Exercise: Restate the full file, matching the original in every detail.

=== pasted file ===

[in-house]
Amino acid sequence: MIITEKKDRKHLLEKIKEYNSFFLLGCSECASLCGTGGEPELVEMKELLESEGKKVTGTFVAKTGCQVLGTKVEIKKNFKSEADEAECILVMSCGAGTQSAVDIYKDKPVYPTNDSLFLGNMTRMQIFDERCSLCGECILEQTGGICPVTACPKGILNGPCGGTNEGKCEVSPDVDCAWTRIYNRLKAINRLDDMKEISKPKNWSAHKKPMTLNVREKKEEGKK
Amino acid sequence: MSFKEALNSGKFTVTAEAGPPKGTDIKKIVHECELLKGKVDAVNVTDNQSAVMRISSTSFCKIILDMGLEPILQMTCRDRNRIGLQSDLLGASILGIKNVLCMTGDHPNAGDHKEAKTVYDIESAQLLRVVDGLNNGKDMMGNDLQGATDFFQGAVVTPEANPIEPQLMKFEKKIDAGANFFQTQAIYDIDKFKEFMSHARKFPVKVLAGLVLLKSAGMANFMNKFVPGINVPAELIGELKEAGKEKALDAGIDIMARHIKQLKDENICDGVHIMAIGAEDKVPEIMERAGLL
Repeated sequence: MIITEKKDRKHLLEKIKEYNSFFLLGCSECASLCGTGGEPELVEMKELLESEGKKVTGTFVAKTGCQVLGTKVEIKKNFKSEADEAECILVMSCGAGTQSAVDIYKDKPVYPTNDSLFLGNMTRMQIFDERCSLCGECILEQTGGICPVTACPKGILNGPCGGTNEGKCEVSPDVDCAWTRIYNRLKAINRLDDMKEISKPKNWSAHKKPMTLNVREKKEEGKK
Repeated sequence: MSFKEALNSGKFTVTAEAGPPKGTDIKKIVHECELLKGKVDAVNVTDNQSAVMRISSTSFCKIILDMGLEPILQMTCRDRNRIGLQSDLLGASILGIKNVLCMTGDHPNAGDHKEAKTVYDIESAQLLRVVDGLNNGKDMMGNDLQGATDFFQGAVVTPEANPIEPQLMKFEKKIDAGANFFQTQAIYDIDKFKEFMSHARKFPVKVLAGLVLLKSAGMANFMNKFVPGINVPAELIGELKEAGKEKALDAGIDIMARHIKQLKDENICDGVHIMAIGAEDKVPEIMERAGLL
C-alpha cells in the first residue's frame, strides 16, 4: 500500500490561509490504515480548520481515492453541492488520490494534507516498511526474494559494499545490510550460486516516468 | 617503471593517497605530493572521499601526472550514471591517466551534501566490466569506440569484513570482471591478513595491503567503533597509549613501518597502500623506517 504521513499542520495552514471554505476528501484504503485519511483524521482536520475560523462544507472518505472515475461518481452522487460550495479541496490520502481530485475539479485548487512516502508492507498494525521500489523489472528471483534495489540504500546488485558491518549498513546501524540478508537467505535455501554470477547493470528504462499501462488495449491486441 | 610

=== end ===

[in-house]
Amino acid sequence: MIITEKKDRKHLLEKIKEYNSFFLLGCSECASLCGTGGEPELVEMKELLESEGKKVTGTFVAKTGCQVLGTKVEIKKNFKSEADEAECILVMSCGAGTQSAVDIYKDKPVYPTNDSLFLGNMTRMQIFDERCSLCGECILEQTGGICPVTACPKGILNGPCGGTNEGKCEVSPDVDCAWTRIYNRLKAINRLDDMKEISKPKNWSAHKKPMTLNVREKKEEGKK
Amino acid sequence: MSFKEALNSGKFTVTAEAGPPKGTDIKKIVHECELLKGKVDAVNVTDNQSAVMRISSTSFCKIILDMGLEPILQMTCRDRNRIGLQSDLLGASILGIKNVLCMTGDHPNAGDHKEAKTVYDIESAQLLRVVDGLNNGKDMMGNDLQGATDFFQGAVVTPEANPIEPQLMKFEKKIDAGANFFQTQAIYDIDKFKEFMSHARKFPVKVLAGLVLLKSAGMANFMNKFVPGINVPAELIGELKEAGKEKALDAGIDIMARHIKQLKDENICDGVHIMAIGAEDKVPEIMERAGLL
Repeated sequence: MIITEKKDRKHLLEKIKEYNSFFLLGCSECASLCGTGGEPELVEMKELLESEGKKVTGTFVAKTGCQVLGTKVEIKKNFKSEADEAECILVMSCGAGTQSAVDIYKDKPVYPTNDSLFLGNMTRMQIFDERCSLCGECILEQTGGICPVTACPKGILNGPCGGTNEGKCEVSPDVDCAWTRIYNRLKAINRLDDMKEISKPKNWSAHKKPMTLNVREKKEEGKK
Repeated sequence: MSFKEALNSGKFTVTAEAGPPKGTDIKKIVHECELLKGKVDAVNVTDNQSAVMRISSTSFCKIILDMGLEPILQMTCRDRNRIGLQSDLLGASILGIKNVLCMTGDHPNAGDHKEAKTVYDIESAQLLRVVDGLNNGKDMMGNDLQGATDFFQGAVVTPEANPIEPQLMKFEKKIDAGANFFQTQAIYDIDKFKEFMSHARKFPVKVLAGLVLLKSAGMANFMNKFVPGINVPAELIGELKEAGKEKALDAGIDIMARHIKQLKDENICDGVHIMAIGAEDKVPEIMERAGLL
C-alpha cells in the first residue's frame, strides 16, 4: 500500500490561509490504515480548520481515492453541492488520490494534507516498511526474494559494499545490510550460486516516468 | 617503471593517497605530493572521499601526472550514471591517466551534501566490466569506440569484513570482471591478513595491503567503533597509549613501518597502500623506517 504521513499542520495552514471554505476528501484504503485519511483524521482536520475560523462544507472518505472515475461518481452522487460550495479541496490520502481530485475539479485548487512516502508492507498494525521500489523489472528471483534495489540504500546488485558491518549498513546501524540478508537467505535455501554470477547493470528504462499501462488495449491486441 | 610